business news in context, analysis with attitude

The Wall Street Journal reports this morning that "some of the nation’s biggest retailers are rationing over-the-counter emergency contraceptive pills as demand spikes following the Supreme Court ruling overturning a constitutional right to abortion.

"CVS Health Corp., Walmart Inc. and Rite Aid Corp. were limiting purchases of the pills, which were in short supply or out of stock Monday morning on major retailer websites. CVS and Rite Aid were limiting purchases to three. Walmart had some pills available without limits, but only in cases where they wouldn’t ship until next month. Pills available this week were limited to four or six.

"A CVS spokesman said that the company has implemented temporary purchase limits to ensure equitable access and that it has ample supply of the pills in stores and online. Rite Aid said it was limiting purchases due to increased demand. Walmart didn’t respond to requests for comment."

The Journal offers some context:

"The pills are often referred to and sold under the Plan B brand without a prescription. Also called morning-after pills, they are designed to be taken up to three days after unprotected sex. The medication mainly works by preventing ovulation and, failing that, may stop a fertilized egg from attaching to the uterus.

"Plan B pills are different from medication abortion, also known as plan C, which requires a prescription and involves the administration of different pills to terminate a pregnancy. In the U.S., medication abortion has been approved by the Food and Drug Administration for up to 10 weeks of pregnancy. Two medications - mifepristone and misoprostol - are typically used in a medication abortion regimen."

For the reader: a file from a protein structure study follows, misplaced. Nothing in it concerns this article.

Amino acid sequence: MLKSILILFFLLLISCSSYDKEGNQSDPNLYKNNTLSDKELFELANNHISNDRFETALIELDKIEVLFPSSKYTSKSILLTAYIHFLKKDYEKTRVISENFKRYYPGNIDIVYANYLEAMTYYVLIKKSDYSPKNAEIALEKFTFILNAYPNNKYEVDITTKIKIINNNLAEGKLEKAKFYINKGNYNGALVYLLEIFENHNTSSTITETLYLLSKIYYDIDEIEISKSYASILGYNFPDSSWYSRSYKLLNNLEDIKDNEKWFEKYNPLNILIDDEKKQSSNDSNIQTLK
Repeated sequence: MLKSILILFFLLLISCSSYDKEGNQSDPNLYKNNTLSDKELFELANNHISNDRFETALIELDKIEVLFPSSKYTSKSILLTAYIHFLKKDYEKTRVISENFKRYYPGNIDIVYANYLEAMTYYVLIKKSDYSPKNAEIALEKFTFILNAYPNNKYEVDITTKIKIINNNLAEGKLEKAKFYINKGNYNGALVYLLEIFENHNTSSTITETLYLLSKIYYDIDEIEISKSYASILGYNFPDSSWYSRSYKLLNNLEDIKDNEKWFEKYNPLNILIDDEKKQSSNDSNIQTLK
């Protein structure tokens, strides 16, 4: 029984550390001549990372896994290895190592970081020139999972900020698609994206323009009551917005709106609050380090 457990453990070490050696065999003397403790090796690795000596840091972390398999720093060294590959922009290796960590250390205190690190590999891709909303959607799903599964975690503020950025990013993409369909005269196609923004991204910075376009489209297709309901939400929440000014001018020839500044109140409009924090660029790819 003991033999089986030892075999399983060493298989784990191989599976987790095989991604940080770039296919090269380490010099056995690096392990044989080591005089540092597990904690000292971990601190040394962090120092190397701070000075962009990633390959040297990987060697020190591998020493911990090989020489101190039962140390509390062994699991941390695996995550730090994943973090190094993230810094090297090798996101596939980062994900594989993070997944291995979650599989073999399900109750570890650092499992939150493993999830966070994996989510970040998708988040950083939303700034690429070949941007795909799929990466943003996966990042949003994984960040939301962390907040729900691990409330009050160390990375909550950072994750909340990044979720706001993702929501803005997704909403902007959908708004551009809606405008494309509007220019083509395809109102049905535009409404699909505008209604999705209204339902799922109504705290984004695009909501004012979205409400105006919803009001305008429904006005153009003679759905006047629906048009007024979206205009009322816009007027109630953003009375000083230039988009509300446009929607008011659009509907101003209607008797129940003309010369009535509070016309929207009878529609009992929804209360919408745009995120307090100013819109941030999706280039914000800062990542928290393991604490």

KC's View:

Part of the supply issue stems from the fact that there are concerns that some states will follow up abortion bans with even greater regulation that would ban the sale and use of such pills, and so some folks are stocking up just in case - not necessarily for their own use, but for friends and family members who might need them.

For the record, Planned Parenthood has warned against stockpiling - these pills do have an expiration date, and hoarding could prevent women who really need them from having access.

That said, I understand the impulse.  This is just part of the cultural and regulatory minefield in which many retailers are going to find themselves.